A joint letter from the Treasury and Commerce Departments to John Mogg, European Commission Director General for the Internal Market, has re-ignited the controversy between the U.S. and the EU over privacy regulations. The Bush administration has in essence asked the EU to revise data dissemination rules that it finds are too burdensome on U.S. business, particularly on the financial service sector, which includes insurance.
EU regulations, passed in October 1998, gave EU residents the right to review and correct personal data, and if they choose, to prohibit its unauthorized use or dissemination. The regulations also prohibited EU companies from transferring personal data to any country that didn’t accord its consumers with “adequate protections”, corresponding to those in force in the EU. The enforcement of this provision was suspended pending negotiations to resolve the differences.
A year ago it appeared that the controversy had been settled by an agreement reached between Mogg and David Aaron, the U.S. Undersecretary of Commerce for International Trade. U.S. companies would be deemed in compliance with the EU rules if they complied with the provisions of the Gramm-Leach-Bliley Act, which established certain minimal privacy standards for the U.S., and agreed to adopt certain “Safe Harbor Principles.” The State-Commerce letter calls this agreement into question.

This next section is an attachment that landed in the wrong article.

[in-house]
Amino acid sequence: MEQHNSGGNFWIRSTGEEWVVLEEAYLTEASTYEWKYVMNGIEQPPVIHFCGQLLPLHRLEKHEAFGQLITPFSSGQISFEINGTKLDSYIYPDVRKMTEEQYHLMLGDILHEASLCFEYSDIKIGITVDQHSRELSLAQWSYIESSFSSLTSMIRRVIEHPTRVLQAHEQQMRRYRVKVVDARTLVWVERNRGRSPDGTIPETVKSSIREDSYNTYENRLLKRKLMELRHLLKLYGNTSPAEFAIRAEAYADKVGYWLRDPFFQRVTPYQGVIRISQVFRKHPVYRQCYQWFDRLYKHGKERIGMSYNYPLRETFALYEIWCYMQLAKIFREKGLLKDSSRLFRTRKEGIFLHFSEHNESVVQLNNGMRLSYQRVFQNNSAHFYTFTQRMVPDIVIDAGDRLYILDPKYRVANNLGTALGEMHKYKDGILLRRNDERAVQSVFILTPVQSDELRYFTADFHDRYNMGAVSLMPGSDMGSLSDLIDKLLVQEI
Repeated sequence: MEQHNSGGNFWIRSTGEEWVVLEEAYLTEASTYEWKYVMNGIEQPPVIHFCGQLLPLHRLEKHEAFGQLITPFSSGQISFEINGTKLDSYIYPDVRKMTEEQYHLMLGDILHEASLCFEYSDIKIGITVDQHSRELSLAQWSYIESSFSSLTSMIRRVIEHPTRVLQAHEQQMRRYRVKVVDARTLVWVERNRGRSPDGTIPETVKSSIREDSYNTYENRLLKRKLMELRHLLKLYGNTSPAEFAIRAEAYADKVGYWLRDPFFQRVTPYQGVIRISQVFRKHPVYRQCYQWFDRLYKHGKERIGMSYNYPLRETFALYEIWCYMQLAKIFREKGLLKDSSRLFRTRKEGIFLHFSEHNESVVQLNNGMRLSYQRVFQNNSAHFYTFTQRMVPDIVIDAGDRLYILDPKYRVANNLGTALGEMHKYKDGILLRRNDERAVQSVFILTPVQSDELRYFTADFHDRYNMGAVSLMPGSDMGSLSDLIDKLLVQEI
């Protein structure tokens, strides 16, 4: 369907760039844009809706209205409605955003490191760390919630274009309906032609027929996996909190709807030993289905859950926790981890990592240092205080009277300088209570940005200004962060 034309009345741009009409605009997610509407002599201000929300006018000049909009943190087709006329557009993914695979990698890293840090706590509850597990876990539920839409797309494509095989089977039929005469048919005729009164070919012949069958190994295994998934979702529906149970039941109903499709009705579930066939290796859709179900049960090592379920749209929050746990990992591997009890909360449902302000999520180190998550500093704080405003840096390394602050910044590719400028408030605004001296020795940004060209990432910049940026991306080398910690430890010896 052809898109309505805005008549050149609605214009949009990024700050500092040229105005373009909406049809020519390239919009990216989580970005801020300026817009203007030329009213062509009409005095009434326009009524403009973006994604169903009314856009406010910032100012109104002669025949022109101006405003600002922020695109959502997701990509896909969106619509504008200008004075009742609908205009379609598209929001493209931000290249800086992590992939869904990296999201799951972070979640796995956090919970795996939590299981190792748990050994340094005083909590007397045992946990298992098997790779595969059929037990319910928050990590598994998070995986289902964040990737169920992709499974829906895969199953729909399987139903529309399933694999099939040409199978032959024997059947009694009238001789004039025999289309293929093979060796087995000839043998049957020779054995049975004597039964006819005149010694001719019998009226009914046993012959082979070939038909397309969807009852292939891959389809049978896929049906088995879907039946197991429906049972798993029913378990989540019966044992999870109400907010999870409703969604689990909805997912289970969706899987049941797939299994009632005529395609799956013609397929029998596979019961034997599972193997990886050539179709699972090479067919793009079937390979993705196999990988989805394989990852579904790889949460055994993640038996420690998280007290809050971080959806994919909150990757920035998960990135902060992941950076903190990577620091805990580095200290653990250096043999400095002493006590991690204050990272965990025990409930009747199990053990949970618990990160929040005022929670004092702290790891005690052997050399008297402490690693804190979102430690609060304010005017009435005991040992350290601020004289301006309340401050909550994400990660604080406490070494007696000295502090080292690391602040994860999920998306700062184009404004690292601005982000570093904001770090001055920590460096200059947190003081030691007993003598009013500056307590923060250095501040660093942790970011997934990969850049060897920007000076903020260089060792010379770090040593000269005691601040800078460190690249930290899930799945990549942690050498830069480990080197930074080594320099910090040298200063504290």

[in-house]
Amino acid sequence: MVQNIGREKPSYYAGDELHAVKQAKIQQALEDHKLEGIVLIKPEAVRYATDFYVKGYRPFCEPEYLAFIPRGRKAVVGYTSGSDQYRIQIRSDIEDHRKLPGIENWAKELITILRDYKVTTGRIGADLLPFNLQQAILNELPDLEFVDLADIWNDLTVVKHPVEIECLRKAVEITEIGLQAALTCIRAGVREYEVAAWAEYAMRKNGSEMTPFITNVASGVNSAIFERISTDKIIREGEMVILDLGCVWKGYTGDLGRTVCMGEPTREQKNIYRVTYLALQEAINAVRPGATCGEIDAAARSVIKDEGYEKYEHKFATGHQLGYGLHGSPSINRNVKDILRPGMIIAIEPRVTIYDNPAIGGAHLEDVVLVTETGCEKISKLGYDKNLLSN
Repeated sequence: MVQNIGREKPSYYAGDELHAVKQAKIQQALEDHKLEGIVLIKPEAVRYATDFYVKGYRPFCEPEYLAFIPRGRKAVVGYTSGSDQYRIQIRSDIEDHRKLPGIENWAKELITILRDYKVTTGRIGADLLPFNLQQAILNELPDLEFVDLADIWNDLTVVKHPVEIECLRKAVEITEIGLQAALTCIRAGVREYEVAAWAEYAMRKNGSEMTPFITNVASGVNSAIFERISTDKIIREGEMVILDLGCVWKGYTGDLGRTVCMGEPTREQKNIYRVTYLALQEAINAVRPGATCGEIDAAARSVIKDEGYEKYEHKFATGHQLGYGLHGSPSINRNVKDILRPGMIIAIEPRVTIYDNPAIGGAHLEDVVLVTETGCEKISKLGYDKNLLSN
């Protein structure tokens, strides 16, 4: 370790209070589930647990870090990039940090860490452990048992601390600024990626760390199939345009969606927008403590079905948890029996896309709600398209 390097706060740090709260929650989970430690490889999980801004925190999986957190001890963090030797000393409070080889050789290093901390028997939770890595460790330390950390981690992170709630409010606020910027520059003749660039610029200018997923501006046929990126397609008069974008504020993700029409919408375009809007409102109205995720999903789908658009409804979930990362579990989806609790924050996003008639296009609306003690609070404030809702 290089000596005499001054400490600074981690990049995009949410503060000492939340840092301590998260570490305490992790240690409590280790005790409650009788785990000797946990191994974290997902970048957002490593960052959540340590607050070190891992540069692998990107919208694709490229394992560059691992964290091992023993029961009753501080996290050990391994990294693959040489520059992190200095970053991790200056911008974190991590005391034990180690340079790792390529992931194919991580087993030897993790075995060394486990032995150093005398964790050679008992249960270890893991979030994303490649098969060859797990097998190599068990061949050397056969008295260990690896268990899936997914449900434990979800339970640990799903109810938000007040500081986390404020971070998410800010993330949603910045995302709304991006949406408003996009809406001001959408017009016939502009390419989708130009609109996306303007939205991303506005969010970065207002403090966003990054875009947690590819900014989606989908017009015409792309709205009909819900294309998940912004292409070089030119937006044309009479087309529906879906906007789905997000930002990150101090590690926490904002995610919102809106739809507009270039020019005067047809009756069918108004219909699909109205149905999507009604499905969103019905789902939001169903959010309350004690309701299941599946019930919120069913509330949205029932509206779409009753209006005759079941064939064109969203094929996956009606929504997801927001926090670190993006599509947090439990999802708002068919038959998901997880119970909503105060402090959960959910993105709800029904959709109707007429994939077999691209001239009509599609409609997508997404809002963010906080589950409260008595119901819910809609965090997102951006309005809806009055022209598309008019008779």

How to address the problem of financial services in general and the insurance industry in particular, has always been difficult. Insurers collect a great deal of personal information, and almost every large U.S. insurance company has units operating in Europe, and vice-versa; therefore how to regulate the transfer of this data across the Atlantic raises serious policy issues.
So far the EU has taken the position that its established rules on data transfers must be observed by all companies conducting business which involves this type of technology. The U.S. position opposes the stricter EU rules as being unduly burdensome, as being out of touch with the realities of the real-world, and as establishing a separate standard for Europeans which conflicts with the looser rules the U.S. has adopted.
More negotiations are in prospect, as neither side really wants to see a breakdown in U.S.-EU trade caused by an inability to solve the data transfer/consumer privacy problem.
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